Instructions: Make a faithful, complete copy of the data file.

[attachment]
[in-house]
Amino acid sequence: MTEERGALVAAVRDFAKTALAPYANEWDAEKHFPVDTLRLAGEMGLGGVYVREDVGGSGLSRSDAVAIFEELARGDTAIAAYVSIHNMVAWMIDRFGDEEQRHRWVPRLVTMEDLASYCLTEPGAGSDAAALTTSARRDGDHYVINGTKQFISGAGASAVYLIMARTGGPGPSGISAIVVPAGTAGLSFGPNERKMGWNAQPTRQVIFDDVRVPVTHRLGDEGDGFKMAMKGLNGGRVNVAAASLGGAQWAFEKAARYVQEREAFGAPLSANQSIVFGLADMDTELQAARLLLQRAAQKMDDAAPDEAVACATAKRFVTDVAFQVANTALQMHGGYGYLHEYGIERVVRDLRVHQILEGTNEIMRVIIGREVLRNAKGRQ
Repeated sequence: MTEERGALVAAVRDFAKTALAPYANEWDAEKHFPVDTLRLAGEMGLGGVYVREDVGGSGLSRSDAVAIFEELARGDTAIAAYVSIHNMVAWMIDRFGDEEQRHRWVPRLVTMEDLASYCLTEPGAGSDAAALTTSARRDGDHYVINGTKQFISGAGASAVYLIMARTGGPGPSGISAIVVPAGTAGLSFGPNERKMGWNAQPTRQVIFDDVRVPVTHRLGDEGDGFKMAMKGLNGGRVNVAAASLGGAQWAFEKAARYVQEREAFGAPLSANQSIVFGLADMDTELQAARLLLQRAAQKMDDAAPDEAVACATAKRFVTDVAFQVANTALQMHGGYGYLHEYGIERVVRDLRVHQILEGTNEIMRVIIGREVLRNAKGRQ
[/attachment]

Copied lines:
[in-house]
Amino acid sequence: MTEERGALVAAVRDFAKTALAPYANEWDAEKHFPVDTLRLAGEMGLGGVYVREDVGGSGLSRSDAVAIFEELARGDTAIAAYVSIHNMVAWMIDRFGDEEQRHRWVPRLVTMEDLASYCLTEPGAGSDAAALTTSARRDGDHYVINGTKQFISGAGASAVYLIMARTGGPGPSGISAIVVPAGTAGLSFGPNERKMGWNAQPTRQVIFDDVRVPVTHRLGDEGDGFKMAMKGLNGGRVNVAAASLGGAQWAFEKAARYVQEREAFGAPLSANQSIVFGLADMDTELQAARLLLQRAAQKMDDAAPDEAVACATAKRFVTDVAFQVANTALQMHGGYGYLHEYGIERVVRDLRVHQILEGTNEIMRVIIGREVLRNAKGRQ
Repeated sequence: MTEERGALVAAVRDFAKTALAPYANEWDAEKHFPVDTLRLAGEMGLGGVYVREDVGGSGLSRSDAVAIFEELARGDTAIAAYVSIHNMVAWMIDRFGDEEQRHRWVPRLVTMEDLASYCLTEPGAGSDAAALTTSARRDGDHYVINGTKQFISGAGASAVYLIMARTGGPGPSGISAIVVPAGTAGLSFGPNERKMGWNAQPTRQVIFDDVRVPVTHRLGDEGDGFKMAMKGLNGGRVNVAAASLGGAQWAFEKAARYVQEREAFGAPLSANQSIVFGLADMDTELQAARLLLQRAAQKMDDAAPDEAVACATAKRFVTDVAFQVANTALQMHGGYGYLHEYGIERVVRDLRVHQILEGTNEIMRVIIGREVLRNAKGRQ